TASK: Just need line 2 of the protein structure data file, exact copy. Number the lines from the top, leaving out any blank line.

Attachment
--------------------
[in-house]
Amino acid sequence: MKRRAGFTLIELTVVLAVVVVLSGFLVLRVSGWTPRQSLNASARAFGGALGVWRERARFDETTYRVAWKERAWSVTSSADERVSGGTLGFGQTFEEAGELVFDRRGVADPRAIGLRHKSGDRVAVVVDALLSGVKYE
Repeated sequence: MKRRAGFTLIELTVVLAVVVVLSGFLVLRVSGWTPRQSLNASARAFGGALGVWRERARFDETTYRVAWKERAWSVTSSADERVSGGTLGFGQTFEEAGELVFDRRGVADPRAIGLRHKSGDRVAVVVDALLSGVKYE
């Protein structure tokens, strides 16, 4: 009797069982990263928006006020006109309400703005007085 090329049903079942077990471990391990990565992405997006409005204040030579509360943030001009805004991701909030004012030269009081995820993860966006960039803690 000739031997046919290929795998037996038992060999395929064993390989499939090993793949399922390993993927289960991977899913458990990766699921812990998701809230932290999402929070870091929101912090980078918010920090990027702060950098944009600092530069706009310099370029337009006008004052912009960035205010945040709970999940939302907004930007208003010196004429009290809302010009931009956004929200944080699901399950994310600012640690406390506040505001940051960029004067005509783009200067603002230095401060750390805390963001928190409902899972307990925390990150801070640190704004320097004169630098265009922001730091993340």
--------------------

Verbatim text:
Amino acid sequence: MKRRAGFTLIELTVVLAVVVVLSGFLVLRVSGWTPRQSLNASARAFGGALGVWRERARFDETTYRVAWKERAWSVTSSADERVSGGTLGFGQTFEEAGELVFDRRGVADPRAIGLRHKSGDRVAVVVDALLSGVKYE